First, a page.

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107th Airlift Wing aircrews complete first solo MQ-9 operational mission


Tue, Oct 6th 2015 06:00 pm
An MQ-9 remotely piloted aircraft.
An MQ-9 remotely piloted aircraft.

Niagara Falls Air Reserve Station team controls all aspects of combat air patrol operations


Members of the New York Air National Guard's 107th Airlift Wing completed their first MQ-9 operational mission overseas, remotely piloting combat air patrols without the assistance of other Air Force or Air Guard units for the first time last month during a deployment to Ellsworth Air Force Base in South Dakota.

Members of the wing have been involved in other MQ-9 missions, but this was the first time 107th personnel controlled all aspects of the mission - from flying the aircraft to providing support in the mission operations center.

Twenty-three members of the wing participated in the three-day mission.

The location where the flights took place is classified.

The MQ-9 has an aircrew that consists of a pilot, sensor operator and a mission intelligence coordinator. They flew missions in which 107th members owned the full command and control, mission execution and reporting responsibilities.

Men and women from the 107th filled all critical roles, successfully flying three air tasking order cycles.

"This was a seamless integration with the Ellsworth AFB Operations Group. Thanks to the teamwork of the 107th, we were able to deploy, execute and redeploy 23 folks to support the RPA enterprise. Everyone hit the ground running, supporting coalition forces with zero degradation to mission execution, an outstanding effort from our airmen," said Lt. Col. Gary Charlton, commander of the 107th Operations Group. "The deployment to Ellsworth furthered our relationship with them and was a great team-building mission for airmen."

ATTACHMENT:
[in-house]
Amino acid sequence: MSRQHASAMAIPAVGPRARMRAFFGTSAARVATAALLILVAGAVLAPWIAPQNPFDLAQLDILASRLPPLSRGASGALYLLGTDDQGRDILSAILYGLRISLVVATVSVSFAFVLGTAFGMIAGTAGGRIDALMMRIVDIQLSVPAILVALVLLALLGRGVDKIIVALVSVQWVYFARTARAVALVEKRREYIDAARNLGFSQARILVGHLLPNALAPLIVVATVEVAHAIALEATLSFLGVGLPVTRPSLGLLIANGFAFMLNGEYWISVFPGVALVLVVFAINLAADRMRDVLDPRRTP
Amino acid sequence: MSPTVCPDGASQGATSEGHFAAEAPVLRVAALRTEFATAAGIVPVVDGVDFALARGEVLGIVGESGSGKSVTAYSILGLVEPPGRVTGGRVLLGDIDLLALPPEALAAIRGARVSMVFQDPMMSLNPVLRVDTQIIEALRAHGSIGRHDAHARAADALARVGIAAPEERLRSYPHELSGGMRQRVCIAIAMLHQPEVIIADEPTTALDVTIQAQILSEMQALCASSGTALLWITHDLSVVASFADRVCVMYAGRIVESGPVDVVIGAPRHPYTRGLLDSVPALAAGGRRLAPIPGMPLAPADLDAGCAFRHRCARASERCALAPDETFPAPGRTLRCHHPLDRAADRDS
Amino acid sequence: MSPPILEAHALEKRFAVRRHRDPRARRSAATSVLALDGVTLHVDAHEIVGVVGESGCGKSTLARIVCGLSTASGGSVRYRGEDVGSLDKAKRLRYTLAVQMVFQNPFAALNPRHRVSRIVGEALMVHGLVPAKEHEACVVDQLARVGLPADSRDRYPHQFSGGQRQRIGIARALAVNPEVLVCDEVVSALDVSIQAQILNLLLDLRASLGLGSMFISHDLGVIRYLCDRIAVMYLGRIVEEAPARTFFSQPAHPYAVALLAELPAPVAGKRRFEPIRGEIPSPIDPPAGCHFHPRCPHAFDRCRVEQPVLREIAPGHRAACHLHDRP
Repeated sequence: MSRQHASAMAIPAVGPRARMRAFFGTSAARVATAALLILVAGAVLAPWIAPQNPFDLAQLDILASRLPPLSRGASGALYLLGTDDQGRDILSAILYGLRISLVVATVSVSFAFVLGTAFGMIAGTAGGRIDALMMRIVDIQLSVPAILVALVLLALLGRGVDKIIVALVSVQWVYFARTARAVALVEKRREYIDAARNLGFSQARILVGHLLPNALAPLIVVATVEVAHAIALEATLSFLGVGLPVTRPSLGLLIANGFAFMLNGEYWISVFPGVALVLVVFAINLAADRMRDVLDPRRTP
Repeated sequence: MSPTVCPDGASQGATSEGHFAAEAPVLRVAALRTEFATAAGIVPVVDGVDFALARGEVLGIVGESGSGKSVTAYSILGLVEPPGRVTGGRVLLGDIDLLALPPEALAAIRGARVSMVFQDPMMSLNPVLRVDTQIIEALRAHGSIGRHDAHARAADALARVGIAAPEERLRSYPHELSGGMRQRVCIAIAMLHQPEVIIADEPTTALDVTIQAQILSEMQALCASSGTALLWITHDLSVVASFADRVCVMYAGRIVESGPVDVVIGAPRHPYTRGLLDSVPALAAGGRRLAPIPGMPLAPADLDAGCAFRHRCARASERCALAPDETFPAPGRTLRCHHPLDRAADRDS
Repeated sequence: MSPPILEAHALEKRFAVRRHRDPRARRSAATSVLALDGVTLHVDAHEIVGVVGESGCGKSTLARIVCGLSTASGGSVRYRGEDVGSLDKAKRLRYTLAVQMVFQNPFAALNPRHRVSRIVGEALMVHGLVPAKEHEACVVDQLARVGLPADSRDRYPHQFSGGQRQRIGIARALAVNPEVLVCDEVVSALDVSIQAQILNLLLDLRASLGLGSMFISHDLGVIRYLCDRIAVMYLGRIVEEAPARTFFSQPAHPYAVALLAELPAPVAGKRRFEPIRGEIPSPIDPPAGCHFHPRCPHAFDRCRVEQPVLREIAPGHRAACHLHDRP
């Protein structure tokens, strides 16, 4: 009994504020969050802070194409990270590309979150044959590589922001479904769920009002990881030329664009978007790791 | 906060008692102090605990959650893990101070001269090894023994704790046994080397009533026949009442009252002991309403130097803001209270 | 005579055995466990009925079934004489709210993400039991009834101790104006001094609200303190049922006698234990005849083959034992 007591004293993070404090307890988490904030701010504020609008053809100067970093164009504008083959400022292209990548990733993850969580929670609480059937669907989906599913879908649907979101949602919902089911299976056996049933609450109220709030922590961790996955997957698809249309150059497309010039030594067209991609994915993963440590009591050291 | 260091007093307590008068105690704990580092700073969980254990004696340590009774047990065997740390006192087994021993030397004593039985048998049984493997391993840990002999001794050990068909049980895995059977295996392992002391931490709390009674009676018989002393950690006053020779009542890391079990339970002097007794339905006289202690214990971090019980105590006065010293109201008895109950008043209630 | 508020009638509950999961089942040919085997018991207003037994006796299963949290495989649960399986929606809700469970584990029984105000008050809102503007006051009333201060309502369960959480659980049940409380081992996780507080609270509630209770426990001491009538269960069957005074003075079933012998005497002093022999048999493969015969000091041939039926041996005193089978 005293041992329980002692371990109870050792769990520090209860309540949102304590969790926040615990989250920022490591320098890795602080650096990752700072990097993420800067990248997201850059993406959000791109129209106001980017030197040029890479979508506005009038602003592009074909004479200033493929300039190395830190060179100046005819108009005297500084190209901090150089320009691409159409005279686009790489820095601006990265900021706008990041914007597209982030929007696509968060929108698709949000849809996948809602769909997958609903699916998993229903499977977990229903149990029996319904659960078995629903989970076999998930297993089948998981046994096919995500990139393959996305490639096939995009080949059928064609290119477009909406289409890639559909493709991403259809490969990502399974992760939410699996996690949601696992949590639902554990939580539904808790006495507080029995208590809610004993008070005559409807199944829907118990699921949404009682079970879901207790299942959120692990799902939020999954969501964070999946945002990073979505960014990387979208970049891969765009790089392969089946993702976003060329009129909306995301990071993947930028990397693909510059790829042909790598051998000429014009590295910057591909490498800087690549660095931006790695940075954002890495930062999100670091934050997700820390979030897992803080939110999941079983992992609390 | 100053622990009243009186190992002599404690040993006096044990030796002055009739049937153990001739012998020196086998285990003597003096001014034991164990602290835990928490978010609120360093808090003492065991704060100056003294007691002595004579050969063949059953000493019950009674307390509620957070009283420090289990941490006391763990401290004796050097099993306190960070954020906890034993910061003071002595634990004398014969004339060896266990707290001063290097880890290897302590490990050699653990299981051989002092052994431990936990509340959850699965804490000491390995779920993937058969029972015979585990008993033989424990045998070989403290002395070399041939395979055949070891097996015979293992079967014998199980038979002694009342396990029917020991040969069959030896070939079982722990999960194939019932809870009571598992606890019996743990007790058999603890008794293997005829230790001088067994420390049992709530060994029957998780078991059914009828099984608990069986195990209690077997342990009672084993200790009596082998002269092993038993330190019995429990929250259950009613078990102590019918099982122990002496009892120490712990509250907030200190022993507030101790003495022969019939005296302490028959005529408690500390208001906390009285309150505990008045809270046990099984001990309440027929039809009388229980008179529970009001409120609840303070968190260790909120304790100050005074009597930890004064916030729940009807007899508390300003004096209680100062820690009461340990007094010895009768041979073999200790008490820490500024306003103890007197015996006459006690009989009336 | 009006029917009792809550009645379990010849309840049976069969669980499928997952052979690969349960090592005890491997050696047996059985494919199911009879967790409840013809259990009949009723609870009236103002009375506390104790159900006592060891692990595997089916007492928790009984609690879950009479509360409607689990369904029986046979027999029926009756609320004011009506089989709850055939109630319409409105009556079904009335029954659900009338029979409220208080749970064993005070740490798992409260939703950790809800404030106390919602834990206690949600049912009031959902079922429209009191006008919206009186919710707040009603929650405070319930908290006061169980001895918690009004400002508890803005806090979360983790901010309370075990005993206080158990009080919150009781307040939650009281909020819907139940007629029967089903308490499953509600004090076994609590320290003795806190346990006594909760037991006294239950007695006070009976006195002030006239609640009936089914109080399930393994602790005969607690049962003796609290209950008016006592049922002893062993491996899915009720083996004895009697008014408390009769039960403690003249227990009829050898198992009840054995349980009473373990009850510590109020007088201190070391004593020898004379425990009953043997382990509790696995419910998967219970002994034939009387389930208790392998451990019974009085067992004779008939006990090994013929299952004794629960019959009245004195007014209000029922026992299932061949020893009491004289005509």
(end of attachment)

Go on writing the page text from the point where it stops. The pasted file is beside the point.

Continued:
The 107th took on the MQ-9 mission in April 2014.

Now, over a year into the transition, many airmen have cross-trained into new career fields. They are providing manpower and applying their specialized training.

For now, the MQ-9 aircrew travels to bases across the U.S. that have the facilities to remotely fly the RPA.

They are providing air support for coalition forces overseas and engaging the enemy. The MQ-9 is in high demand in the Area of Responsibility in southwest Asia.

Work began in September on the operations building, which is in the first phase of construction, to be completed in 2017. Then the 107th will be "initial mission capable," ready to conduct combat missions from Niagara Falls.

"We are 16 months into our three-year conversation and now doing combat operations," said Col. Robert Kilgore, 107th Airlift Wing commander. "It's a team effort here at Niagara and we all have a big part in the missions."

The MQ-9 Reaper is an armed, multi-mission, medium-altitude, long-endurance, remotely piloted aircraft that is employed primarily as an intelligence-collection asset and secondarily against dynamic execution targets.

Given its significant loiter time, wide range of sensors, multimode communications suite and precision weapons, it provides a unique capability to perform strike, coordination and reconnaissance against high-value, fleeting and time-sensitive targets.

"With the MQ-9, we have flown over 2,000 hours in this past fiscal year. In comparison, with the C-130 mission, we averaged 1,400 hours per year, and we have only been in this mission since 2014," Kilgore said.

The members of the 107th are becoming accustomed to the sounds of construction. The medical facility was recently reopened after a yearlong renovation.

The 107th has a long history of being mission-ready to perform operations. Members of the 107th have deployed in support of many world contingencies and operations, such as Strong Resolve, Uphold Democracy, Enduring Freedom and Iraqi Freedom.

In addition to its federal mission, the 107th, New York Air National Guard, has a state mission to provide equipment and personnel as directed by the governor and Division of Military and Naval Affairs. The unit responded to Hurricane Irene in 2010 and again to Hurricane Sandy in 2012.

Most recently, the unit was activated to support Operation Lake Effect when the western region of New York state was hit with more than 7 feet of snow. The unit deployed its assets and conducted domestic operations to help the area and mitigate the hardships to local communities.

Other state operations the unit supports include Operation Jump Start and Operation Empire Shield.

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